Getting your church ready for Christmas
Christmas is a wonderful time of year, but with the special events and services, extra visitors and festive decorations in your church, it can mean a little extra planning in order to keep everyone safe
Decorating your church
Christmas lights can look lovely in your church, but when put up in haste they can on occasion cause accidents. Simple steps can help you make sure they are safe. You should take care when putting up the lights to ensure they are strung up securely and check that power leads are not a trip hazard. You should also regularly examine the lights, and check they are safe. Read more about electrical safety
Putting up Christmas lights can also often mean working at height. Make sure you stay safe by reading our working at height guidance.
A wonderful addition to any Christmas scene, Christmas trees can bring their own hazards. The best way to avoid these hazards is to carefully plan the best place to put up the tree.
As they are highly combustible, Christmas trees should be placed away from any candles and other flammable items. You should also make sure that the tree doesn’t impede any exit routes from the building, this should be considered as part of your fire risk assessment. Trees can also pose a threat of falling, so be sure to secure your tree appropriately.
From lighting the advent candles, to candle-lit carol services, candles are a very important part of worship at this time of year. However, they can also be the cause of major fires, so make sure you take precautions with candles in your church. Find out more about using candles safely.
Review the potential fire risk
Extra lights, candles and Christmas trees can do wonders in making your church look wonderfully festive, but can also increase the risk of fire. We recommend reviewing your fire risk assessment ahead of the festive season, as well as making sure to follow our advice on Christmas lights, candles and trees.
Download our fire risk assessment.
At Christmas, many churches hold special services, events and concerts. Most of the time, such activities represent little or no additional risk. However, larger events can present some significant risks, so it is a good idea to consider any additional precautions you might need to take to ensure people remain safe.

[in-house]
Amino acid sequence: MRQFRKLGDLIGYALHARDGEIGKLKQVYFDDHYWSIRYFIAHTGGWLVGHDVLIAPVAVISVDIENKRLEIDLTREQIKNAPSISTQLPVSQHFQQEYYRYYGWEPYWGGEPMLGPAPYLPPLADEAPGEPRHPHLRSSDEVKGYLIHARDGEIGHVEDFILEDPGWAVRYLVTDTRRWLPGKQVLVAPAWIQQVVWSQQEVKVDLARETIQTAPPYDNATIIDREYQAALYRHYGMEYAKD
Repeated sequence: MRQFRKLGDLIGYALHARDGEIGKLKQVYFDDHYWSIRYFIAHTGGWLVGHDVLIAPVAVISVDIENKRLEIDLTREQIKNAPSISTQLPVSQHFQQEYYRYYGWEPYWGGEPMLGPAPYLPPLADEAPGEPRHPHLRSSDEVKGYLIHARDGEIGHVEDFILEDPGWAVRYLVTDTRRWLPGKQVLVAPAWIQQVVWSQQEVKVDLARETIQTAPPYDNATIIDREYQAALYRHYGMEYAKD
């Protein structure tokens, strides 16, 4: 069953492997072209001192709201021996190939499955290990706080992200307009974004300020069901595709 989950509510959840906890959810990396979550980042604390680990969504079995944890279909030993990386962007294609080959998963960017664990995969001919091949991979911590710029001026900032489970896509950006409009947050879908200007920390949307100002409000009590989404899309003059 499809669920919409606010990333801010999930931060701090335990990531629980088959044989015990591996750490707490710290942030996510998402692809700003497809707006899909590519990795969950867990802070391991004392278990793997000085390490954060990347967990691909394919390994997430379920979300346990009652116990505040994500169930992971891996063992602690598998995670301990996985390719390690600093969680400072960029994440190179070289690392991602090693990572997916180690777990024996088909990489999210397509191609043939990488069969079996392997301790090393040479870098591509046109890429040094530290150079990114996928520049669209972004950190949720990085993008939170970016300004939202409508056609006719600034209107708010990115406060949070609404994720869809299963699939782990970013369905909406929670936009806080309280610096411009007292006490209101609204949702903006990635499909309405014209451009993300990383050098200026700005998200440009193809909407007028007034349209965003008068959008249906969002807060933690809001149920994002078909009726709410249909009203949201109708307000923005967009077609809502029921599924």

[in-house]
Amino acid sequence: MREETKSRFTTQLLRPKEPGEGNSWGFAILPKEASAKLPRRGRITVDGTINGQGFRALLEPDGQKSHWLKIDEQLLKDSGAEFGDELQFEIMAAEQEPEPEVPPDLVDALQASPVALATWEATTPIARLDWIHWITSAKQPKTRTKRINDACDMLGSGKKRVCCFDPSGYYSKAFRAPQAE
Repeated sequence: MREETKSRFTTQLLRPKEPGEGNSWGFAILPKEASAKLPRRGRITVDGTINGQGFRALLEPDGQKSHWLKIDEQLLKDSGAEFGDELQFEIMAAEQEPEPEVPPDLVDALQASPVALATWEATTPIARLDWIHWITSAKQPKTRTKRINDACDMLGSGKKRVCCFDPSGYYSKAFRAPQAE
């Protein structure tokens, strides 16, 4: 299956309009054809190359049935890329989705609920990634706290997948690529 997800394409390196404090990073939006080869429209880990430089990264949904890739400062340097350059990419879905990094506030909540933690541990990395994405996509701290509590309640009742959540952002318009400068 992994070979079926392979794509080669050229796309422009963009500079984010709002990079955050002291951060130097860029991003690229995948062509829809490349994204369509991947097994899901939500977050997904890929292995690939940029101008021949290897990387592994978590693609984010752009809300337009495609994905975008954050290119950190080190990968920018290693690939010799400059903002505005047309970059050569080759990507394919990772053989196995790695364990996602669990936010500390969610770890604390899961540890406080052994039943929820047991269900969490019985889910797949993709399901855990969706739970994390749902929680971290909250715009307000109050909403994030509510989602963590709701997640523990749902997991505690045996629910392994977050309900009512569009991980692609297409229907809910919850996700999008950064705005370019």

You should start by considering the type of event, the number of attendees, and whether you have the plans in place to manage the event. Find out more about planning events and read tips from our experts.
Christmas tree festivals
Many churches hold Christmas tree festivals in the run up to Christmas, most of these don’t present much of a risk, however there are some special considerations you should make.
- When planning the festival make sure you have room for the trees to be spaced at least their own diameter apart
- Check the electric lights, as you would for your church, and make sure the pathways are clear of wires
- Make sure that the trees are kept out of public reach; you may want to use temporary barriers.
Live animals at Christmas
Live nativities are a wonderful way to celebrate the story of Christmas and engage children and the local community, but special care should be taken when planning events involving animals.
Any animals involved in church events remain the responsibility of their owner, so the first thing you should check is that the owner has public liability insurance. It is best practice to see a copy of their public liability cover for your records.
You should then consider the following:
- Make sure the owner is confident that the animals will be well behaved in an unfamiliar environment
- Clean up any mess made by the animals as soon as it happens – while the animals are the owner’s responsibility any mess they make could still end up causing injury if left on the floor
- Take extra care if you plan to have anyone ride the animals. Make sure that the owner is confident that the animals will be happy, and that they are supervised at all times.
Keeping visitors safe from slip and trip hazards
Slips and trips are the most common causes of injury in churches. Ice and snow can make these accidents more likely, so make sure you keep footpaths and steps safe during the winter:
- Plan ahead - If bad weather is forecast make sure to grit any paths you will need ahead of time.
- Keep paths clear - If paths you need to use are snowy or icy, remove snow while it is fresh and easiest to move, and use salt or grit to melt ice and impacted snow. This stops it refreezing. Do not use water as this can refreeze possibly causing black ice.